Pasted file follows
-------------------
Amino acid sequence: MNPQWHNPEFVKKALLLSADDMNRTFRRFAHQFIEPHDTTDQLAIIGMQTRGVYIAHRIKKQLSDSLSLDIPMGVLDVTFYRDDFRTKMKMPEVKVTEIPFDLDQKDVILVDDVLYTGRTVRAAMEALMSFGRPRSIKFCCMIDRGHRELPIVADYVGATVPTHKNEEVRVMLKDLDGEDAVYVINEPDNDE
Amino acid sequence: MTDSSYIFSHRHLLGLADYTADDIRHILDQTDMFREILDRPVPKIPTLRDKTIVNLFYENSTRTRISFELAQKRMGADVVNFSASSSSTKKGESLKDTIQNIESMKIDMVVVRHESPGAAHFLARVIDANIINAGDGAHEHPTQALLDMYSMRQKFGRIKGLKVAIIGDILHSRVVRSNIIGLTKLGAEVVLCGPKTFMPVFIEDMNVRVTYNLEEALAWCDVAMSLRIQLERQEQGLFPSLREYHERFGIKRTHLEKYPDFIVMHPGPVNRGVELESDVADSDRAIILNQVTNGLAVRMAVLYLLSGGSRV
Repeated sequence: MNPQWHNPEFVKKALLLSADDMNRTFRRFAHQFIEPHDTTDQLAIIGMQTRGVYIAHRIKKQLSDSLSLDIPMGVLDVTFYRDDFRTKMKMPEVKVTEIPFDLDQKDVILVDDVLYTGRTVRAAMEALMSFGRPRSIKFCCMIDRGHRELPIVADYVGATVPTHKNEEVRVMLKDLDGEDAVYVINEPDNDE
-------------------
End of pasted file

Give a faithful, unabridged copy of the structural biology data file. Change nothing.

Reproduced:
Amino acid sequence: MNPQWHNPEFVKKALLLSADDMNRTFRRFAHQFIEPHDTTDQLAIIGMQTRGVYIAHRIKKQLSDSLSLDIPMGVLDVTFYRDDFRTKMKMPEVKVTEIPFDLDQKDVILVDDVLYTGRTVRAAMEALMSFGRPRSIKFCCMIDRGHRELPIVADYVGATVPTHKNEEVRVMLKDLDGEDAVYVINEPDNDE
Amino acid sequence: MTDSSYIFSHRHLLGLADYTADDIRHILDQTDMFREILDRPVPKIPTLRDKTIVNLFYENSTRTRISFELAQKRMGADVVNFSASSSSTKKGESLKDTIQNIESMKIDMVVVRHESPGAAHFLARVIDANIINAGDGAHEHPTQALLDMYSMRQKFGRIKGLKVAIIGDILHSRVVRSNIIGLTKLGAEVVLCGPKTFMPVFIEDMNVRVTYNLEEALAWCDVAMSLRIQLERQEQGLFPSLREYHERFGIKRTHLEKYPDFIVMHPGPVNRGVELESDVADSDRAIILNQVTNGLAVRMAVLYLLSGGSRV
Repeated sequence: MNPQWHNPEFVKKALLLSADDMNRTFRRFAHQFIEPHDTTDQLAIIGMQTRGVYIAHRIKKQLSDSLSLDIPMGVLDVTFYRDDFRTKMKMPEVKVTEIPFDLDQKDVILVDDVLYTGRTVRAAMEALMSFGRPRSIKFCCMIDRGHRELPIVADYVGATVPTHKNEEVRVMLKDLDGEDAVYVINEPDNDE